Canvas Solaris



by Bartender EMERITUS
January 16th, 2005 | 1 replies | 4,185 views

Release Date: 2003 | Tracklist

Yes, more really technical metal. Settle in for a short review; it's only an EP, and anyway, in truly bad reviewing form, I'm going to be more or less writing it in conjunction with/reference to another review at the same time.

Okay, get this: these guys are smart. I don't just mean street-smart or anything either, I mean genuinely, egg-head style clever. Even with Spatial/Design, a four-track EP, exploring the concepts contained within the song-titles and the relatively brief liner notes and diagrams (the music itself is entirely instrumental) would takes many, many hours of work. The work that has gone into thinking such things through is both admirable and awe-inspiring; I know, without boasting, that I'm of something above average intelligence, but I don't even pretend to understand most of this. I know who Derrida is (briefly), and what pi is, and so on, but it's all so beyond me that I can but admire it, as people are wont to do.

You can see that Canvas Solaris want you to know that there's something clever going on, even if you can't understand what it is. The song and album titles (and even the band's name, to some extent) are of that unsettlingly familiar style of bands who want people to know just how high-brow/cool they can be through determined obscurity. Normally, I love that kind of thing (earthtone 9 fan since my early days of liking music), but here, they just don't seem to work very well (the exception being The Non-Terminating Integer, which (having had it explained to me) is a very cool title).

Still, awesomeness considerations aside, I'm here to talk about the actual music, for the most part. Well, to put it simply, it seems to mirror the problem with the track titles. It's of a kind I usually enjoy: highly complex instrumental metal, somewhat in the vein of Gordian Knot/Cynic, or maybe even parts of Spastic Ink, when Ron eases off on demonstrating his guitar skill. All the right elements are there, just for some reason I don't enjoy it so much; all the parts which are "right" in Sublimation (the follow-up album to this) don't seem to be so here. Crucially, they seem to be going in for the all-ahead-technicality-all-the-time approach which many technical metal bands, in my opinion, suffer from. There's no great variation, no contrast, and therefore no balance, and no dynamic. The production manages to make each instrument individually clearly audible, which is important for this style, but still manages to sound slightly fuzzy, lower in quality, overall, presumably due to them being young, unknown and more or less broke when they recorded it. It all just falls a bit flat.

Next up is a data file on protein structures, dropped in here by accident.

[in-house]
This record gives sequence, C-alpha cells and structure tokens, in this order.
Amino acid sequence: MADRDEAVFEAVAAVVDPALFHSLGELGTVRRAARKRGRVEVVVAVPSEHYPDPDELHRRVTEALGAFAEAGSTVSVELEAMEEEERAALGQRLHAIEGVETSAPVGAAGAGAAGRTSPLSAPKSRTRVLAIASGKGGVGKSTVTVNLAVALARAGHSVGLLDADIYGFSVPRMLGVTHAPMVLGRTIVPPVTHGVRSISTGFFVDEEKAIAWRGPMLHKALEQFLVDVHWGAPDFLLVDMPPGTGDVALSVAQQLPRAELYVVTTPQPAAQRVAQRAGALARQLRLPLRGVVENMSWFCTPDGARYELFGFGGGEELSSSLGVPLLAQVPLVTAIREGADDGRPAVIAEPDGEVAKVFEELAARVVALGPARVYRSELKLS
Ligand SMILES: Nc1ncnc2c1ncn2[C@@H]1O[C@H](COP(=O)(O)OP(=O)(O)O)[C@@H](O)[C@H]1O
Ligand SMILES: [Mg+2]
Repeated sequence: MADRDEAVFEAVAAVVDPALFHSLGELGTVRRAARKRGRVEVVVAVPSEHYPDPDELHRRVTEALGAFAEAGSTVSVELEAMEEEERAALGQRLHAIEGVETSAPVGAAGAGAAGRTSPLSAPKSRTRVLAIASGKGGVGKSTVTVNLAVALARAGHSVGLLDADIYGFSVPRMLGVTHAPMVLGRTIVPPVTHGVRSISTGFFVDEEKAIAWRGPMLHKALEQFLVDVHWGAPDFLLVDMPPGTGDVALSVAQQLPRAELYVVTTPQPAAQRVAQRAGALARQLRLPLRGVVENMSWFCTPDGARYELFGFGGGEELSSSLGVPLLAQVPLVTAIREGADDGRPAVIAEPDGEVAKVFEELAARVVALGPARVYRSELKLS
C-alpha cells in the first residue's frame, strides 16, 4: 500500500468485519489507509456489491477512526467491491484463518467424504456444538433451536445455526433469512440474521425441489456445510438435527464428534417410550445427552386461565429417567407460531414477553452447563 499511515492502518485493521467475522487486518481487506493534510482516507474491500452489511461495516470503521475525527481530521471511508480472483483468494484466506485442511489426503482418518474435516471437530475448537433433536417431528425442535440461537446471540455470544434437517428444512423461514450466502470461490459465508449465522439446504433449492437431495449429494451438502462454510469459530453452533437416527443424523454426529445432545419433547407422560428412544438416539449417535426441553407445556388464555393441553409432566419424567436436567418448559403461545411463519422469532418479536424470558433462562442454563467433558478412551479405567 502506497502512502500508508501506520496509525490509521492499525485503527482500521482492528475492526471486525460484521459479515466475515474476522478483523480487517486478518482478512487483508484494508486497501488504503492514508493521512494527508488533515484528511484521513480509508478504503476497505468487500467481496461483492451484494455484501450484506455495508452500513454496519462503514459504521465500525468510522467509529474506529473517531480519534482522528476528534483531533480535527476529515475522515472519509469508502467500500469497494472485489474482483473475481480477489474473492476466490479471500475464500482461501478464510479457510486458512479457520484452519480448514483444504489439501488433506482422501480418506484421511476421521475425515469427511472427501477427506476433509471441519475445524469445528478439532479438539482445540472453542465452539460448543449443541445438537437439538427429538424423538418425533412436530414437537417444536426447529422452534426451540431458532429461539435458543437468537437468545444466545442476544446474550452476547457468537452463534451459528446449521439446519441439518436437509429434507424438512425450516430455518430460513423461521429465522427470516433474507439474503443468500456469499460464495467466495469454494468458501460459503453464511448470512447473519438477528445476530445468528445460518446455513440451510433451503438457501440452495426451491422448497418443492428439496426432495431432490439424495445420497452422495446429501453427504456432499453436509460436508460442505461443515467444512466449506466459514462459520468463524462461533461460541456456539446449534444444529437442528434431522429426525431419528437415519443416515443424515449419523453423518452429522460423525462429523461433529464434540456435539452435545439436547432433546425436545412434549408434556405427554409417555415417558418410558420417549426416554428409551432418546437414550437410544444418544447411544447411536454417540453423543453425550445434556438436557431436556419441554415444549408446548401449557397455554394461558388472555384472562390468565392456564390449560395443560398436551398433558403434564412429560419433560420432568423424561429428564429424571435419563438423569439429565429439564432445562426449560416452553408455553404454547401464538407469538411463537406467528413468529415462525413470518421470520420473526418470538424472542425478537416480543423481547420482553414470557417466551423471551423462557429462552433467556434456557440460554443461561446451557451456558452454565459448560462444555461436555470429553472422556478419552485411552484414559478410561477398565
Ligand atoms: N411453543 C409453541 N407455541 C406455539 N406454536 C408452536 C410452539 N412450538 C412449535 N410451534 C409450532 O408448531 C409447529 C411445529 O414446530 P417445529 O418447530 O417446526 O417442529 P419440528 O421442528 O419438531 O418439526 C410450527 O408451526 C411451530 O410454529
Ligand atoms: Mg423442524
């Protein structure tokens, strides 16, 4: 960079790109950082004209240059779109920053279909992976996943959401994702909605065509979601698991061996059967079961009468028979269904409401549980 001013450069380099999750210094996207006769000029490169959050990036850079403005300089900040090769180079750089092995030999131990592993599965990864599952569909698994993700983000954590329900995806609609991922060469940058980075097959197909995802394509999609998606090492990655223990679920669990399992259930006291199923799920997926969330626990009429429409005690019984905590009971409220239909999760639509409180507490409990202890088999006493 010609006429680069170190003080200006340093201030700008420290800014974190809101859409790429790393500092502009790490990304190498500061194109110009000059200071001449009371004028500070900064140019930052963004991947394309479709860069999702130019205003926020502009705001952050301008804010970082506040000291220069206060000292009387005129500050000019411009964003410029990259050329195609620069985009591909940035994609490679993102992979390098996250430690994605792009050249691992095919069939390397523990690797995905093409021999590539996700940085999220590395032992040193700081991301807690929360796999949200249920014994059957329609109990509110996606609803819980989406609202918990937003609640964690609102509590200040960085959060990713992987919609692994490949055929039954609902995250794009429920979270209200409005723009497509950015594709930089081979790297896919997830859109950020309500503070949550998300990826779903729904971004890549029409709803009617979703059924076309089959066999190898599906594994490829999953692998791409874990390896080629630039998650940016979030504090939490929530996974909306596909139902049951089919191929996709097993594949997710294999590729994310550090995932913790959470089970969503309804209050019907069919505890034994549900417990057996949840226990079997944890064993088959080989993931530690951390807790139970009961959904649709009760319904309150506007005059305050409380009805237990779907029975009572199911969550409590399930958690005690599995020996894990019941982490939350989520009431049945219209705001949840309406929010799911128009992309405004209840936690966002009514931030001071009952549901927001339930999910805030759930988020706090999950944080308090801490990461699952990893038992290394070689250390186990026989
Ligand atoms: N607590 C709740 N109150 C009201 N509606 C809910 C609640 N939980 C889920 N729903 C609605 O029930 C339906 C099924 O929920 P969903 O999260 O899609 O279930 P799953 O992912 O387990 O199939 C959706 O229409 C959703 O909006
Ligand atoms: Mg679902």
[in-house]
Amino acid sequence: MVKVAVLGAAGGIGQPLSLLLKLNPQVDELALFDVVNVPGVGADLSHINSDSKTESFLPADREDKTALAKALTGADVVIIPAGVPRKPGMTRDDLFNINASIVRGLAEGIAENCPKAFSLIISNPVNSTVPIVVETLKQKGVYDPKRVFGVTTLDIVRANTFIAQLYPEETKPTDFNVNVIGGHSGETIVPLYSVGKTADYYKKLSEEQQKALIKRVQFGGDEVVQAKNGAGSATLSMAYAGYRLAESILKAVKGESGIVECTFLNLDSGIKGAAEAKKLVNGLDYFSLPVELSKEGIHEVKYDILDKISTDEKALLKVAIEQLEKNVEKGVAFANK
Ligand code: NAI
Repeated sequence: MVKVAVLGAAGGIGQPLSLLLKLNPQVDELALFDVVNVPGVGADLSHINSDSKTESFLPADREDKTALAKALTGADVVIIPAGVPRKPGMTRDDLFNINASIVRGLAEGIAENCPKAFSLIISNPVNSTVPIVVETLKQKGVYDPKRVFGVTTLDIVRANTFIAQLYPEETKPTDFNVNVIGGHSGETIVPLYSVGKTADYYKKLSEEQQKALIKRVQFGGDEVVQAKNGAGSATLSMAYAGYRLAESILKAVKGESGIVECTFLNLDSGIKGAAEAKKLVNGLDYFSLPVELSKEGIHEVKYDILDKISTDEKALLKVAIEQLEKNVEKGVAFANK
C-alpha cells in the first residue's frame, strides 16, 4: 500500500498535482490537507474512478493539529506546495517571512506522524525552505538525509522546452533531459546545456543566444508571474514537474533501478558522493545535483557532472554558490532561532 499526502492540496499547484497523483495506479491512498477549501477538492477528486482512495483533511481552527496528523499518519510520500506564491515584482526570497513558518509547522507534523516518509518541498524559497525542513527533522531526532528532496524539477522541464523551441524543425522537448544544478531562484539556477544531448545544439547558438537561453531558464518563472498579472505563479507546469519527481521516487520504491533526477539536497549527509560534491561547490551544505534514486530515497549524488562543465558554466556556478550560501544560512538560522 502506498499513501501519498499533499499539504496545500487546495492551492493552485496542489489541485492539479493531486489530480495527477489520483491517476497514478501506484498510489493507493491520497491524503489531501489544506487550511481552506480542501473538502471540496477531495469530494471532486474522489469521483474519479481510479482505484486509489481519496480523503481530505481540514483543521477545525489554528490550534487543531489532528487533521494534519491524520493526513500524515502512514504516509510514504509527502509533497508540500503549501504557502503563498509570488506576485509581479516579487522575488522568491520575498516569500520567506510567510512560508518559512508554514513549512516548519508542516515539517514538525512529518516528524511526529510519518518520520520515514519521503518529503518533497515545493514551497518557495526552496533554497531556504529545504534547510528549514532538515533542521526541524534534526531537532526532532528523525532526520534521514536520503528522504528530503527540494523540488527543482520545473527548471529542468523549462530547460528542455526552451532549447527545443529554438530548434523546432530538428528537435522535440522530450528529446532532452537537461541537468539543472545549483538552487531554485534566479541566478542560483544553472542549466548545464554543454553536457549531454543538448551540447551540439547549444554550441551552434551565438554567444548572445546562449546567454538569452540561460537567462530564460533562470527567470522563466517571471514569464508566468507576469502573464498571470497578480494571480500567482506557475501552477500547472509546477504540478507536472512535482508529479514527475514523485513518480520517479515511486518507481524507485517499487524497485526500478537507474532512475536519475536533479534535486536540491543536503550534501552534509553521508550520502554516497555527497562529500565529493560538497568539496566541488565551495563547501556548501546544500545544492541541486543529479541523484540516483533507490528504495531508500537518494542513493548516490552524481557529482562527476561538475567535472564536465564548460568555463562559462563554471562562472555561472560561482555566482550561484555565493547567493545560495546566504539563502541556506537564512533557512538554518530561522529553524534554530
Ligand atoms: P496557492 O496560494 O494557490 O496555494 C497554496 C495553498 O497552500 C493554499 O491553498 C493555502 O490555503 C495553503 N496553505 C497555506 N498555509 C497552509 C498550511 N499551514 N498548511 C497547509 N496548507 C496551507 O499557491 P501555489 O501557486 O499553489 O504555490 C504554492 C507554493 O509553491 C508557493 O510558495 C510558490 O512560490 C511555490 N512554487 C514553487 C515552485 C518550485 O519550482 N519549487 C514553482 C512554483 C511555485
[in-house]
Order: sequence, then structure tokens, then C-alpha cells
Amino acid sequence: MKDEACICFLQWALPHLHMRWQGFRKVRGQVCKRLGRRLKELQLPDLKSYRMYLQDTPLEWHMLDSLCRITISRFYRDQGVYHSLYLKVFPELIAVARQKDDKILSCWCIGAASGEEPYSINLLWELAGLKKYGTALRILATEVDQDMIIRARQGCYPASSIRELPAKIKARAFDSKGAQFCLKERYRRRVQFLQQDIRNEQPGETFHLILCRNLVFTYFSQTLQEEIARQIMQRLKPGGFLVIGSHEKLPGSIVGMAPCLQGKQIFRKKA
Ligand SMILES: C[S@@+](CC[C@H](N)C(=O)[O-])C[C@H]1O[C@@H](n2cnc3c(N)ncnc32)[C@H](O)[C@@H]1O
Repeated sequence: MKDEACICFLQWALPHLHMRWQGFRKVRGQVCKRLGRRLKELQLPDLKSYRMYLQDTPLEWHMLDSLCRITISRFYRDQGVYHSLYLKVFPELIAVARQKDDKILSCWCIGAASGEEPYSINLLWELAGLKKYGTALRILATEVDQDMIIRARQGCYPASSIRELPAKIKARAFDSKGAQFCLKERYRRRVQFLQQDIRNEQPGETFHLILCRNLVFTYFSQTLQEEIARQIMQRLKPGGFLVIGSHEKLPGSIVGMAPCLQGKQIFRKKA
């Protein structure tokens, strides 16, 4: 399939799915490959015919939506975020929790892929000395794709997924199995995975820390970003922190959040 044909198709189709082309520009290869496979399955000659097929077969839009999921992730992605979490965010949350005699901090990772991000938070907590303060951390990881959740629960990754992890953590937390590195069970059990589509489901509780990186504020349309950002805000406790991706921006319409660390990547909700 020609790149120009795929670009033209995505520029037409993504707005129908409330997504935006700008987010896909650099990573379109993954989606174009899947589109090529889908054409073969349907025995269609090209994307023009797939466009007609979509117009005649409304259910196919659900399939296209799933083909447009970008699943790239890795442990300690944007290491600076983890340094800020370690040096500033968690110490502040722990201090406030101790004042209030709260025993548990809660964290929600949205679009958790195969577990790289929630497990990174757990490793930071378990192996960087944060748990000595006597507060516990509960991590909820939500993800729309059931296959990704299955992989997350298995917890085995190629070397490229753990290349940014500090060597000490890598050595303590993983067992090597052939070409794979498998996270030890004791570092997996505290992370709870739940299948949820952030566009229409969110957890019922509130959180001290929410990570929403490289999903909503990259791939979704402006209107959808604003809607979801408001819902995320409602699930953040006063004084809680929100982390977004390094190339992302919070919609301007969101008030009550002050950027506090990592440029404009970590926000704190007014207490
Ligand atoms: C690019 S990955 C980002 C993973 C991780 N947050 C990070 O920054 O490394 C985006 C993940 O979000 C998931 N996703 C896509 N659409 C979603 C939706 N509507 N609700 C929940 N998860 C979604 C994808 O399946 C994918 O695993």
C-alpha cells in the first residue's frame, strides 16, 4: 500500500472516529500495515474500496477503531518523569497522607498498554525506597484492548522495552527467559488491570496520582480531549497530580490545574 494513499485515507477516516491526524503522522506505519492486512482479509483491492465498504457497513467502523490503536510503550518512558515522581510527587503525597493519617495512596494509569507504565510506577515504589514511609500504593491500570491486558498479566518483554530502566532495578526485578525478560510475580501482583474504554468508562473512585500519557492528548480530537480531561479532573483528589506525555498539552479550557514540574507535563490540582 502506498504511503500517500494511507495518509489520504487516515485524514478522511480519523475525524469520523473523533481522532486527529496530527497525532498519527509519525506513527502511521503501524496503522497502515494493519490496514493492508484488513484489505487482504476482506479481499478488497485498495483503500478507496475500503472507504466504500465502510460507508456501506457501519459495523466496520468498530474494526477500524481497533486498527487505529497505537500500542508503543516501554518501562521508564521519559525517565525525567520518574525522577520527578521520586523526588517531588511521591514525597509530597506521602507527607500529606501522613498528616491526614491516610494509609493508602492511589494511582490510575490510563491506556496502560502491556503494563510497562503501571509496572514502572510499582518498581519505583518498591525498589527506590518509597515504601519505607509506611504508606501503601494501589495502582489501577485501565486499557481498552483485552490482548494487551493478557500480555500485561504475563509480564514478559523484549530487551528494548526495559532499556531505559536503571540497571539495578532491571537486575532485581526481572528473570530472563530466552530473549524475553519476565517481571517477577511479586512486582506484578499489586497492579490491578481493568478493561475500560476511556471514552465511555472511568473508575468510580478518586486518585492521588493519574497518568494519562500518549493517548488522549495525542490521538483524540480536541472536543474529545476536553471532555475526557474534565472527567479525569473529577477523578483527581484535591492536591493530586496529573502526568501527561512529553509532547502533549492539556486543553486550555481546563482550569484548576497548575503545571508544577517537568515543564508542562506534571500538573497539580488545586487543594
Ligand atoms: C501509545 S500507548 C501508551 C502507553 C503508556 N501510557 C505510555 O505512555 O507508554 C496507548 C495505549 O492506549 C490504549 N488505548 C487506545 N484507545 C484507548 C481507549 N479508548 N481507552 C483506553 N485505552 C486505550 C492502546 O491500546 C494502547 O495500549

That's not to say that the album is a total waste, though. Quite the opposite, in fact; this is a very talented and fairly imaginative group, they know how to create genuinely interesting music, and more than once they strike the right mixture. They just don't do it enough. It's a little bit down the list, but Spatial Design is still a release worth owning for fans of technical metal. For more casual listeners, I'm not so sure.

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Comments:Add a Comment 
Dancin' Man
December 31st 2004


Still sounds like something I'd like. The poor quality will turn me off though.

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